Rock and Roller T-Shirts
The epic tale of a man, a band shirt, and one of the all-time great albums.
Sometimes letting go is the only way. As the owner of at least a hundred band shirts in my lifetime, I realized at one point that it was no longer important for anyone to know that London Calling was one of my choice LP’s. I chucked the garment as well as a number of others, most notably DEVO, The Murder City Devils, Echo & the Bunnymen, and U2. These were either bands no longer together or held in esteem. Either way, none needed the advertising anymore, unlike older acts who remain cult icons and newer acts suffering for exposure—f’rinstance, I will never give up my Soft Boys or Rogue Wave paraphernalia.
I did lose the London Calling, though. I’m still not sure if it was the right thing to do. At once a vicious punk pose at the end of the punk era and a harkening to the true oldies, the classic rock the band loved, the cover (and my t-shirt’s face) stamps the lettering from Elvis’ 1st LP over Paul Simenon’s famously fuzzy bass smashing shot. An end of an era has rarely been captured in such a poignant moment.
This album is one of the most obvious “ten” raters in existence. I have never seen or heard a bad word about London Calling and the only time I’ve had any trouble with it has been when I’ve worn down the grooves and my patience by repetitive play, ironic because their other albums are just as strong (their first, self-titled release, either country) and just as, if not more, joyously expansive and experimental (Sandanista!), but few albums *by anyone* serve as such a crisp statement of a band at its hilt. A band at the height of its collective powers doing just exactly what it ought to with all members kicking in excellent contributions,.
Rather than describe the album in detail—a disservice because to know this album is to know it by heart, to not know it, ah such an enviable position...enjoy what is generally referred to as the last great rock and roll record—anyway, my job is to rate this release and rate this handsome package I will.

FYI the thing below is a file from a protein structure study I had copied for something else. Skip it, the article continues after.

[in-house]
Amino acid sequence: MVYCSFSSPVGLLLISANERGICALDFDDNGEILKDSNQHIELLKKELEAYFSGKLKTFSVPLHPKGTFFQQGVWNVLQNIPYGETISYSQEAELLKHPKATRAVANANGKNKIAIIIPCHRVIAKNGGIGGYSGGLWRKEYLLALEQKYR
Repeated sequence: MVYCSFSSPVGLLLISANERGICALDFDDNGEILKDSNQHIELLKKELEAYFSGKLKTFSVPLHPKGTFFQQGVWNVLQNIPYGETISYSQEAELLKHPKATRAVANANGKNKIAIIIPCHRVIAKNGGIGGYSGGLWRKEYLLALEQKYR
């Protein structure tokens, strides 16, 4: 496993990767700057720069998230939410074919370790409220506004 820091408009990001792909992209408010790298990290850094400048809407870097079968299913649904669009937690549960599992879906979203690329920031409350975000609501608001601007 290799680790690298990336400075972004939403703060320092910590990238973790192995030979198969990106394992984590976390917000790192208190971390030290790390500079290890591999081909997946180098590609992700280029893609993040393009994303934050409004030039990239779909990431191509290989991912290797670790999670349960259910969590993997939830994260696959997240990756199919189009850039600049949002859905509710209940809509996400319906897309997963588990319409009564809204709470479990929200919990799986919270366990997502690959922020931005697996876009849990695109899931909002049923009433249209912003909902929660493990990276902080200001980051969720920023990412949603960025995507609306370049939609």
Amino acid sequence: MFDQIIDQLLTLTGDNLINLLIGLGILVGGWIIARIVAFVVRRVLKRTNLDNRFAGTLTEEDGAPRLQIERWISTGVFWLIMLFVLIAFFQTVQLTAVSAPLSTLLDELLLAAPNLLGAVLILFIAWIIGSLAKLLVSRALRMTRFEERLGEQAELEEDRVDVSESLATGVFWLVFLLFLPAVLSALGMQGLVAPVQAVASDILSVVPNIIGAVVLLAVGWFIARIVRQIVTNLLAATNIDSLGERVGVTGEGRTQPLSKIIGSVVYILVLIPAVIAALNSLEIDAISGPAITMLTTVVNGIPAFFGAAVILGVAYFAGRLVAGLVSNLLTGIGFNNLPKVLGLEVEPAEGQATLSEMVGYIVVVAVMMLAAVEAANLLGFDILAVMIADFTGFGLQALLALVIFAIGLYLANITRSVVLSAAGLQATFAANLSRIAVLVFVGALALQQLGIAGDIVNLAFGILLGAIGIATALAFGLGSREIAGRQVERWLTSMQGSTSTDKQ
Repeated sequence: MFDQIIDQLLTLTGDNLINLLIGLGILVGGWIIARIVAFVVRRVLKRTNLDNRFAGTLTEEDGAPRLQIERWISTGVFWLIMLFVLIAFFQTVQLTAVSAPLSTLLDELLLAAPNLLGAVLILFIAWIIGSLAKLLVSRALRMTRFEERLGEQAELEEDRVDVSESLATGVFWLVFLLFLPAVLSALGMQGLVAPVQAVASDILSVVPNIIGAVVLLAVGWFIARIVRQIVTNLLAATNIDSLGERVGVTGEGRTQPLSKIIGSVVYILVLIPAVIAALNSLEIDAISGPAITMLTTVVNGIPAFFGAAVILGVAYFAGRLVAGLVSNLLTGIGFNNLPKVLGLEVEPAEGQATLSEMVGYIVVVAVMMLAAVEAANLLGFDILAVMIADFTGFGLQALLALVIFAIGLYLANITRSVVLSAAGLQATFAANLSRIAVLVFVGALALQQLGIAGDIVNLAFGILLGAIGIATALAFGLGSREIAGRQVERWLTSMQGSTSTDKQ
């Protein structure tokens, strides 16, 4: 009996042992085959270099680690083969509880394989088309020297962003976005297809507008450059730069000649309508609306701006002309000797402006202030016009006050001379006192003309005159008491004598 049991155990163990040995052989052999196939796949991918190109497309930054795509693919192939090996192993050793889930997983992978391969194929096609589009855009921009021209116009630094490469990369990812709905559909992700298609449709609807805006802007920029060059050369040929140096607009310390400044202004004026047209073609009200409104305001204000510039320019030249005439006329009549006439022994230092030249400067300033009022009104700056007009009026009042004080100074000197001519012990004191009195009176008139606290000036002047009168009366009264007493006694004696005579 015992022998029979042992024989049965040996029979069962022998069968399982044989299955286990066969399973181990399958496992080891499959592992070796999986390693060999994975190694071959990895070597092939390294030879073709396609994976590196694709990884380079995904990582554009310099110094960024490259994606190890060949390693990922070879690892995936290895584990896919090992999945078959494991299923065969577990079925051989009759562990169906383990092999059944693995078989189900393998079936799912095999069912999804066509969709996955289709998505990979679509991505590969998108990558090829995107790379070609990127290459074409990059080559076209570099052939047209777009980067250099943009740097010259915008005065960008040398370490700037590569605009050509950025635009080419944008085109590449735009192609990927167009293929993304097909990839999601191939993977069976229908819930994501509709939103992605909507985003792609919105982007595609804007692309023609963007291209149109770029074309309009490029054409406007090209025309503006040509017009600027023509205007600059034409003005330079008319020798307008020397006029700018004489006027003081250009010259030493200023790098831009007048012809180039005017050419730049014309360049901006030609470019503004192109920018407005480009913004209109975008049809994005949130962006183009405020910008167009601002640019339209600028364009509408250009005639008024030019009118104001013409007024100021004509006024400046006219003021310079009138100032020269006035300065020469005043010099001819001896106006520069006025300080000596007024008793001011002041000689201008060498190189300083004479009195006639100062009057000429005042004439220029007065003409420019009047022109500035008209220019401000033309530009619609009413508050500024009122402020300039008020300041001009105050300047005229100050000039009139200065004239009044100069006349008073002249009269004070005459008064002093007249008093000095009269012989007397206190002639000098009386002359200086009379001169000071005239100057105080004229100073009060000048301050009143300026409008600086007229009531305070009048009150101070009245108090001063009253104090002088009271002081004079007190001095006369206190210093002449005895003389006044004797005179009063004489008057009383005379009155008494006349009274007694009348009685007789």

Sheathed in plastic, extract the double gatefold CD to view what would normally be the album’s front and back, but CD-sized. Open it up and the inside includes handsome artwork of couples at a sock hop. Tug on one side and that involuntary squeal of delight emanates from the surprise of what looks like an original lyric sheet, hand written. Yank on the other side and whoop! there’s a 31-page booklet, lavishly illustrated and just spilling over with great photos and yet more rediscovered *and well-preserved* flavor with song notes from the original Armagideon Times and check it out!: yet more words on the era from essays by underground historian Tom Vague and Mojo magazine’s Pat Gilbert.
And speaking of the ephemera of a certain time, the hopeless addict or potential blithering fan then whacks open the rest of the neatly symmetrical double-gatefold and is greeted by three discs, the 1st, the original LP, the 2nd, the renowned lost Vanilla Tapes, the third “The Last Testament” a priceless making-of documentary DVD put together back in the day by none other than supercool dancehall personality and sometime Clash and B.A.D. contributor Don Letts and reconstituted amid an informative documentary for easy digestion. Untoppable.
I chatted with someone the other day about a class they took on the Beatles. A music appreciation deal, the goal was to give the Beatles their due and study their work as art, which it certainly is. Consider London Calling: the Legacy Edition as text. Hand-picked by Jones and Simenon and featuring four new songs, the lustily-sought Vanilla Tapes spotlight a jamming Clash morphing into the band capable of creating the jaw-dropping masterpiece on disc one. The DVD features highly entertaining rare footage such as performance footage, promo videos clips, and best of all: nutzo producer Guy Stevens chucking chairs at the band to create additional tension in the studio.
Throw it all into that big hopper that is your head, process it, and then gaze fondly upon the package. Then reshelve it. Then take it out again. Gaze fondly. Repeat. Certainly looks a lot less dorky than a t-shirt on an aging punk fan, doesn’t it?
London Calling...yeah, you guessed it 10/10, it’s food for thought mobsters.
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